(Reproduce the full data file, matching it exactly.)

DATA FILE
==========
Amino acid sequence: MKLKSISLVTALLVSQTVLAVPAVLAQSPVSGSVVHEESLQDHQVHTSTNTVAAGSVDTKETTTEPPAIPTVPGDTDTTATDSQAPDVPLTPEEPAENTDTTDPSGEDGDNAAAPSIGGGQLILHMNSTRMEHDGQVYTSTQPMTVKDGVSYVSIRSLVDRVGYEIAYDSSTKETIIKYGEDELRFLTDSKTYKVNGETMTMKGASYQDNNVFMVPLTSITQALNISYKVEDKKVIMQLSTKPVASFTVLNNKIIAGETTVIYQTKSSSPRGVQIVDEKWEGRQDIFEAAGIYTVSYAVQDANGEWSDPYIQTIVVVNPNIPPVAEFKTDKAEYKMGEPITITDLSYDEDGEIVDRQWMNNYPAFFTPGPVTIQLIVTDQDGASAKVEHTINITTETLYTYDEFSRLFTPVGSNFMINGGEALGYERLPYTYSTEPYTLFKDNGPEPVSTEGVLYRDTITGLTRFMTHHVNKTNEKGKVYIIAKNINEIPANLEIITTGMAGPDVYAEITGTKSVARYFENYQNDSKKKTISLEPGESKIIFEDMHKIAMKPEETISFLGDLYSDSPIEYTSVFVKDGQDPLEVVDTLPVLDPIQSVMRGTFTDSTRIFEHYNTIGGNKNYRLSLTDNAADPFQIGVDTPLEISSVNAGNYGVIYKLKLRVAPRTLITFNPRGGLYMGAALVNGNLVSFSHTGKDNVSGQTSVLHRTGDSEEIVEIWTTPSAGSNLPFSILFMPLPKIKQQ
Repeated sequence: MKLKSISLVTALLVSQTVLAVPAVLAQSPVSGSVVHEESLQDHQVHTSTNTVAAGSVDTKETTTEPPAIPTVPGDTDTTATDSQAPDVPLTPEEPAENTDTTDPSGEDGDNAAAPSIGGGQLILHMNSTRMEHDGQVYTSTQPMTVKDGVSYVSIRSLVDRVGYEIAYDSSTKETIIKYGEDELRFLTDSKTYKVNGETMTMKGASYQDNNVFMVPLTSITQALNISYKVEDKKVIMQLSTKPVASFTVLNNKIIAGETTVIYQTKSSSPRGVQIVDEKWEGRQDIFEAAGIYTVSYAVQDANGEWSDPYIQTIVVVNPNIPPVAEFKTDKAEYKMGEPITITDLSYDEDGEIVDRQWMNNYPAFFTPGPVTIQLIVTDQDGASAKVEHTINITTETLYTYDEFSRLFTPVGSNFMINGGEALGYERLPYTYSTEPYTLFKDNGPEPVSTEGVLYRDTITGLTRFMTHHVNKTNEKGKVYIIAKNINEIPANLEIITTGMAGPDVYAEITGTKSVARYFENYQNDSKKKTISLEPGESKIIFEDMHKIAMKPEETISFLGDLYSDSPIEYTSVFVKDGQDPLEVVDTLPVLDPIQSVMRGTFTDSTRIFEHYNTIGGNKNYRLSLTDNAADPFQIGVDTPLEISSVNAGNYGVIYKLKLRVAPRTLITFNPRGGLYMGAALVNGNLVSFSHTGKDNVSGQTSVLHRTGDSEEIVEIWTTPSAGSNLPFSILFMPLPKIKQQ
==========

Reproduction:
Amino acid sequence: MKLKSISLVTALLVSQTVLAVPAVLAQSPVSGSVVHEESLQDHQVHTSTNTVAAGSVDTKETTTEPPAIPTVPGDTDTTATDSQAPDVPLTPEEPAENTDTTDPSGEDGDNAAAPSIGGGQLILHMNSTRMEHDGQVYTSTQPMTVKDGVSYVSIRSLVDRVGYEIAYDSSTKETIIKYGEDELRFLTDSKTYKVNGETMTMKGASYQDNNVFMVPLTSITQALNISYKVEDKKVIMQLSTKPVASFTVLNNKIIAGETTVIYQTKSSSPRGVQIVDEKWEGRQDIFEAAGIYTVSYAVQDANGEWSDPYIQTIVVVNPNIPPVAEFKTDKAEYKMGEPITITDLSYDEDGEIVDRQWMNNYPAFFTPGPVTIQLIVTDQDGASAKVEHTINITTETLYTYDEFSRLFTPVGSNFMINGGEALGYERLPYTYSTEPYTLFKDNGPEPVSTEGVLYRDTITGLTRFMTHHVNKTNEKGKVYIIAKNINEIPANLEIITTGMAGPDVYAEITGTKSVARYFENYQNDSKKKTISLEPGESKIIFEDMHKIAMKPEETISFLGDLYSDSPIEYTSVFVKDGQDPLEVVDTLPVLDPIQSVMRGTFTDSTRIFEHYNTIGGNKNYRLSLTDNAADPFQIGVDTPLEISSVNAGNYGVIYKLKLRVAPRTLITFNPRGGLYMGAALVNGNLVSFSHTGKDNVSGQTSVLHRTGDSEEIVEIWTTPSAGSNLPFSILFMPLPKIKQQ
Repeated sequence: MKLKSISLVTALLVSQTVLAVPAVLAQSPVSGSVVHEESLQDHQVHTSTNTVAAGSVDTKETTTEPPAIPTVPGDTDTTATDSQAPDVPLTPEEPAENTDTTDPSGEDGDNAAAPSIGGGQLILHMNSTRMEHDGQVYTSTQPMTVKDGVSYVSIRSLVDRVGYEIAYDSSTKETIIKYGEDELRFLTDSKTYKVNGETMTMKGASYQDNNVFMVPLTSITQALNISYKVEDKKVIMQLSTKPVASFTVLNNKIIAGETTVIYQTKSSSPRGVQIVDEKWEGRQDIFEAAGIYTVSYAVQDANGEWSDPYIQTIVVVNPNIPPVAEFKTDKAEYKMGEPITITDLSYDEDGEIVDRQWMNNYPAFFTPGPVTIQLIVTDQDGASAKVEHTINITTETLYTYDEFSRLFTPVGSNFMINGGEALGYERLPYTYSTEPYTLFKDNGPEPVSTEGVLYRDTITGLTRFMTHHVNKTNEKGKVYIIAKNINEIPANLEIITTGMAGPDVYAEITGTKSVARYFENYQNDSKKKTISLEPGESKIIFEDMHKIAMKPEETISFLGDLYSDSPIEYTSVFVKDGQDPLEVVDTLPVLDPIQSVMRGTFTDSTRIFEHYNTIGGNKNYRLSLTDNAADPFQIGVDTPLEISSVNAGNYGVIYKLKLRVAPRTLITFNPRGGLYMGAALVNGNLVSFSHTGKDNVSGQTSVLHRTGDSEEIVEIWTTPSAGSNLPFSILFMPLPKIKQQ